A recent article on the Dutch website Sportnext – one of my favorite sites on sports marketing – identified 11 trends in digital sports marketing. Some of these take-aways really resonated with me, so I thought I’d highlight them here.
The main premise of the article was to identify some trends that allow brands and clubs to engage fans even more, and provide extra value to the brand. The summary of the article is striking: getting closer. My favourite take-aways included the advice to bring fans closer to the athletes, and to use real people instead of actors. These are my thoughts on these tips for sports marketers.
Bring fans closer to the athletes
I absolutely love how clubs are more and more realizing that fans want to see more than just the games. They want to see the process and what happens behind the scenes. They want to be immersed in everything their favourite team or athlete experiences.
One of my major goals in photography is to document the process of athletes. I’m not the typical sports photographer who will sit at the side of the pitch for two times 45 minutes, wielding a huge lens and shooting the same action shots every other photographer is shooting. I want to show the lifestyles of athletes, the hard work they put in when they’re not in the spotlight on the pitch. I want to show their character and for my photos to be a tribute to their dedication.
Some of the ways I have done this is by shooting intimate portraits with them and capturing the moments during training and a game day you don’t normally see. I strongly believe that by making a connection with athletes and getting some access, incredibly powerful visuals can be shot. This unique content will prove insanely valuable to fans.
Use real people instead of actors
So at this point I partly agree with the article. It states that in campaigns, brands and teams are nowadays often opting for normal, real people as their talent. These people have taken the places of actors and top athletes. The reason for this is that this talent is more authentic and credible when they endorse certain products. Fans can more easily identify with these people, who are in essence micro-influencers.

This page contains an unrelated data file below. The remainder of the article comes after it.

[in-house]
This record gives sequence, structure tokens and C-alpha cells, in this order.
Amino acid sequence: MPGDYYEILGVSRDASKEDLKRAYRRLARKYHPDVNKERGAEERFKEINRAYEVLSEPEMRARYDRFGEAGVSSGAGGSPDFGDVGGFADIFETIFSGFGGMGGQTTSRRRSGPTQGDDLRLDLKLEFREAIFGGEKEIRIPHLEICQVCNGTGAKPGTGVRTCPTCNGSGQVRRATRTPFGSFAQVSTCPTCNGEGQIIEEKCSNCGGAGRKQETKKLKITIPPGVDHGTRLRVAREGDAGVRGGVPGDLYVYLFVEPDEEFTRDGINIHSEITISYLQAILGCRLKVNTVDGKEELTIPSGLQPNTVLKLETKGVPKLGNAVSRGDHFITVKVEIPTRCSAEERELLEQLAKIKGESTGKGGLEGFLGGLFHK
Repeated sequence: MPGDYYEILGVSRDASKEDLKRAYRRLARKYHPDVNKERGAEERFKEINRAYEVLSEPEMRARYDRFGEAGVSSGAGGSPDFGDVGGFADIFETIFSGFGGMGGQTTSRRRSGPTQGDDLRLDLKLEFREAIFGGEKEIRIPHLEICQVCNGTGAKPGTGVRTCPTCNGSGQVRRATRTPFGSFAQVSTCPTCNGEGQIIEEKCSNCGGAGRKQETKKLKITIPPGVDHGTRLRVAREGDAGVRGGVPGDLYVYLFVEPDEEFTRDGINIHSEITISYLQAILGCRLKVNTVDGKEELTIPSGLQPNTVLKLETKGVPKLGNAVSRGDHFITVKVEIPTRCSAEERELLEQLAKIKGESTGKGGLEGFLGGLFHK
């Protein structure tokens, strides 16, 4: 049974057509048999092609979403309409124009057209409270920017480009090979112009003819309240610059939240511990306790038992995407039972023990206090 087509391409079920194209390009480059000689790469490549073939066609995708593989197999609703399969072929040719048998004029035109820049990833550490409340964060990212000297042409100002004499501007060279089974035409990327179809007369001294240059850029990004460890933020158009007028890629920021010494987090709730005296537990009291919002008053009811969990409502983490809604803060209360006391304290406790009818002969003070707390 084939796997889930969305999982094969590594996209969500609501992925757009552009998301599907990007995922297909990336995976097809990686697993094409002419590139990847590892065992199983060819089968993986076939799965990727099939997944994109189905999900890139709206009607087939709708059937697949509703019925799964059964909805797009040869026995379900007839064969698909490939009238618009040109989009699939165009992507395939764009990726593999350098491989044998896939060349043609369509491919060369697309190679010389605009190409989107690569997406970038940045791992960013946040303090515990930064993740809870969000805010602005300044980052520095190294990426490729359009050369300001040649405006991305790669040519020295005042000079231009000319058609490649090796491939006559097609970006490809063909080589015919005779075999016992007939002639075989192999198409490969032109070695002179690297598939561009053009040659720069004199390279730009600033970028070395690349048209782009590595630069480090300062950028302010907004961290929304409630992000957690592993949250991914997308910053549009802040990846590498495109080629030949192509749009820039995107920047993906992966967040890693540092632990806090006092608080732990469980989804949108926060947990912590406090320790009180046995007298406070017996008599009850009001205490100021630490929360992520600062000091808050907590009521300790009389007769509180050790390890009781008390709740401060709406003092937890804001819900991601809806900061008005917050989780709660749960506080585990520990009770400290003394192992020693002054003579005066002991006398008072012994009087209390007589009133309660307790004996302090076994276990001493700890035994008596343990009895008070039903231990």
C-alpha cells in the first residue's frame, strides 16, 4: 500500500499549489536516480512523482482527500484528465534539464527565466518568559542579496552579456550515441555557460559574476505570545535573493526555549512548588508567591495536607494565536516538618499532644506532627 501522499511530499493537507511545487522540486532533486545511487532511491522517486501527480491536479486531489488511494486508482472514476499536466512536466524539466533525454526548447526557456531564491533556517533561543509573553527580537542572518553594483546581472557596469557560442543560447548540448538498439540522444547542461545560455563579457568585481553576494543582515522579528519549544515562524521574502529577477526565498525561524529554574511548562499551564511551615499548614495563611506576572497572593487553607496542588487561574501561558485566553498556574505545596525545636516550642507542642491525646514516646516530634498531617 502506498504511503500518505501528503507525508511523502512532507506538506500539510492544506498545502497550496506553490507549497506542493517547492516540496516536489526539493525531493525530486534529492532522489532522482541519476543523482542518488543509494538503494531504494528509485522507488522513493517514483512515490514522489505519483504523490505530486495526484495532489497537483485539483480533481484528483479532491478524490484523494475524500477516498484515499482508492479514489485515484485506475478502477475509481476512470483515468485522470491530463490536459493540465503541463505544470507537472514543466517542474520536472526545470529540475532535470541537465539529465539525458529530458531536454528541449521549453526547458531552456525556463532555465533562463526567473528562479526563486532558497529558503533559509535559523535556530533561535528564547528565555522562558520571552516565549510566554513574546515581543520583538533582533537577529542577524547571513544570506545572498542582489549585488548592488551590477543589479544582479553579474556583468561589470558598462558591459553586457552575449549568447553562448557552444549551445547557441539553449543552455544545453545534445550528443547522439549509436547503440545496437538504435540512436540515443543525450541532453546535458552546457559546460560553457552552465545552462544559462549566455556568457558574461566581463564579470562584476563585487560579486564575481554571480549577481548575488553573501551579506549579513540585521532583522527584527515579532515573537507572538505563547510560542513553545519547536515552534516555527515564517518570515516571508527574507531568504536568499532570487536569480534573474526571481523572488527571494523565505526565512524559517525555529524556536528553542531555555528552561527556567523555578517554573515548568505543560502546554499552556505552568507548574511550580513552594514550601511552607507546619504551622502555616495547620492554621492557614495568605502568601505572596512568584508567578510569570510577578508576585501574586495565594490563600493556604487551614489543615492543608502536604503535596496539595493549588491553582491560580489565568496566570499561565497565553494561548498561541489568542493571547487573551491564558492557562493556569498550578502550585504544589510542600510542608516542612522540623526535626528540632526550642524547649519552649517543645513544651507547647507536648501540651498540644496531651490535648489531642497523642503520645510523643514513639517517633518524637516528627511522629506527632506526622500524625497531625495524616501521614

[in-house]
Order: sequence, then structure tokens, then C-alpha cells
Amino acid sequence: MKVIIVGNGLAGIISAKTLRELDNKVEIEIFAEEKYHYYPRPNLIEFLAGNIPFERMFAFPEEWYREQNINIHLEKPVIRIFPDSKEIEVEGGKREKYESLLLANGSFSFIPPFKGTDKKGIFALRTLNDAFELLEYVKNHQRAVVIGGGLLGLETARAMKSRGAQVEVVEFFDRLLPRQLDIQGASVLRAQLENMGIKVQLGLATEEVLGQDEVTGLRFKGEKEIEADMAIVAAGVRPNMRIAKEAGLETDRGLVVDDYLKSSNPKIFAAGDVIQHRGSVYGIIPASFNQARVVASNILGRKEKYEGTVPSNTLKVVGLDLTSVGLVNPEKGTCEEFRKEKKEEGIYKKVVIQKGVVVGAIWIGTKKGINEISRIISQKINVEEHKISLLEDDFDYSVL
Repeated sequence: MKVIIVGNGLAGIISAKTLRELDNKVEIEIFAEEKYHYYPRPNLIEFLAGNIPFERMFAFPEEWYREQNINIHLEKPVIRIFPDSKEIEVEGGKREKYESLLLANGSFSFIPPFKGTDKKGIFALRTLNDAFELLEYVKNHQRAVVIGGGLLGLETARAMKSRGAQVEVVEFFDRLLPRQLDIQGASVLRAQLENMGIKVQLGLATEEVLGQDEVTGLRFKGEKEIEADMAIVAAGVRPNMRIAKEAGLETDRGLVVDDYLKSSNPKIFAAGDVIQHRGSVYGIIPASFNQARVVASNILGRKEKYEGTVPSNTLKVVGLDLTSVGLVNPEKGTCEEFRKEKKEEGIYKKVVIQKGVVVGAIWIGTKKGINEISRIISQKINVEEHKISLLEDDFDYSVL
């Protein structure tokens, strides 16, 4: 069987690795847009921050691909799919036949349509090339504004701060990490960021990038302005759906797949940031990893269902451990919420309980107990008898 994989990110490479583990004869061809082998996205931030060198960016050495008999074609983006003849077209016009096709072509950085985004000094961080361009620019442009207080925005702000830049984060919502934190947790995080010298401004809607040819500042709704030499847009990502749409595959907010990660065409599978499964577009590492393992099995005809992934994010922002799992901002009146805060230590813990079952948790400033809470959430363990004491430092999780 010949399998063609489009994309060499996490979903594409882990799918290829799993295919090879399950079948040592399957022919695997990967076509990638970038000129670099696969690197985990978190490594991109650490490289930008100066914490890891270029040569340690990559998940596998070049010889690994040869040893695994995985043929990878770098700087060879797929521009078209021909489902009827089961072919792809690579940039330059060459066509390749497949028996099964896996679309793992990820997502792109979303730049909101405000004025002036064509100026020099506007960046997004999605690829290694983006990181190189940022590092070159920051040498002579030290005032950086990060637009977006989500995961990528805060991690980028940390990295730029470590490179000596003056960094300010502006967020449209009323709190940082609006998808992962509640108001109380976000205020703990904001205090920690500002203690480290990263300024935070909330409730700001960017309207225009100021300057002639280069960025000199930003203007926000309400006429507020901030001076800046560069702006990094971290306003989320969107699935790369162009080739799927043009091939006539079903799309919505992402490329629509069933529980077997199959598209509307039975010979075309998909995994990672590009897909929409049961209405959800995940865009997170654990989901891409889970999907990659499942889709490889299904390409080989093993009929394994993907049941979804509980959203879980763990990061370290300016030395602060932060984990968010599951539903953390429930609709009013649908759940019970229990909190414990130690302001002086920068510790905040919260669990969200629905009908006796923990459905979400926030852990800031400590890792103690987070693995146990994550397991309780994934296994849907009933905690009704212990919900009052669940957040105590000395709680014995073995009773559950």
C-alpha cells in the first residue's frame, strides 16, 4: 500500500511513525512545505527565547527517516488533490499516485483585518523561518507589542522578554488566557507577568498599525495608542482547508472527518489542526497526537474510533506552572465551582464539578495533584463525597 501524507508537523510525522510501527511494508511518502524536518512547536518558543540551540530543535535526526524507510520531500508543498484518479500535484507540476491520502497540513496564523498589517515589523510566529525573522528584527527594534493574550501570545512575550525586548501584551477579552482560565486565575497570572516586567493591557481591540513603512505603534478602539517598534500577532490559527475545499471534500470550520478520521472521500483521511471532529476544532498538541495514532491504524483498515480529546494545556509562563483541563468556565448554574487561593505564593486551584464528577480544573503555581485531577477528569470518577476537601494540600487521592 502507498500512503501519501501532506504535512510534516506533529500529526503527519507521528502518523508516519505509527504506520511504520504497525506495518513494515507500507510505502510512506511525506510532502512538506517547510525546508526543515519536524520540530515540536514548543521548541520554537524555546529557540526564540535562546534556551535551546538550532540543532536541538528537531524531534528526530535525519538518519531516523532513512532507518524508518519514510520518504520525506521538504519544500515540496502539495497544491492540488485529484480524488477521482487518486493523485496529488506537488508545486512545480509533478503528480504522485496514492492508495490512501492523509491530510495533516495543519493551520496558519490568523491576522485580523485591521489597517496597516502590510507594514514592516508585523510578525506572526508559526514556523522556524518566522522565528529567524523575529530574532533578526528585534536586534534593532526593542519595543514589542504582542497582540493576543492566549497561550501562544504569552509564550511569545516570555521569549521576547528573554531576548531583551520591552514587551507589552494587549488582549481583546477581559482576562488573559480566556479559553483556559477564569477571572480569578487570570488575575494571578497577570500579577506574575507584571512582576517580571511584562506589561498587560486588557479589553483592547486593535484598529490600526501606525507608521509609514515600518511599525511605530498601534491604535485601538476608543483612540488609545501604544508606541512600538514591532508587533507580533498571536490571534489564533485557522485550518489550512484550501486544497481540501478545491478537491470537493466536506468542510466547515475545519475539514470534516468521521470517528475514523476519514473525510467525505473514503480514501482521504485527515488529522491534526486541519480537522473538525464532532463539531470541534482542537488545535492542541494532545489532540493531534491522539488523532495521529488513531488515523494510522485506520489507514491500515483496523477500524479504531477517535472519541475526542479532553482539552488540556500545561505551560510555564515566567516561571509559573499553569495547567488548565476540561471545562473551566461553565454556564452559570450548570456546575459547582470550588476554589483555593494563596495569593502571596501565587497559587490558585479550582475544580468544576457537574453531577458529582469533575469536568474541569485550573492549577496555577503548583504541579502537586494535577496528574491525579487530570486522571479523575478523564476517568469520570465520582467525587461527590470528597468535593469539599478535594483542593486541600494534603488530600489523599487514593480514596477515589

As I said, I agree with this only partly. Possibly one of my major concerns in sports marketing campaigns is that oftentimes models take the places of athletes. One rather upsetting recent example is the launch of Adidas’ new jersey for the Colombian national football team. The brand thought it would be smart to use former Miss Universe Paulina Vega Dieppa to present the new shirt to the world. The female team was outraged that one of them wasn’t asked, especially since one their male colleagues was modelling the shirt for the male counterpart of the campaign.
Read this earlier article with my thoughts on using celebrities instead of true athletes for campaigns
In my photography, I will always aim to work with the people who are actually using a product. While I understand that in some instances models are used, I personally prefer to work with the actual athlete. I want my photos to be credible and authentic. This does not mean I won’t add lighting or be picky for a location, but the final image needs to be something real. The best way to attain this is to shoot with real people, showing real things.
My dream: documenting athlete lifestyles for brands
This brings me to my dream and major goal in photography: to document the lifestyles of the world’s best athletes for brands. I aim for my photos to be a true depiction of and tribute to the hard work of the athlete. I want to show them as the hero they are, by documenting the moments the larger audience normally doesn’t see. It is my goal for these photos to be used by brands, most probably the athletes’ sponsors, to showcase the people they support and make the brand shine through its ambassador.
The photos in this article show some moments behind the scenes at a major international climbing competition. My focus here was on showing these world class athletes get ready just before they had to go out and climb in front of a huge audience.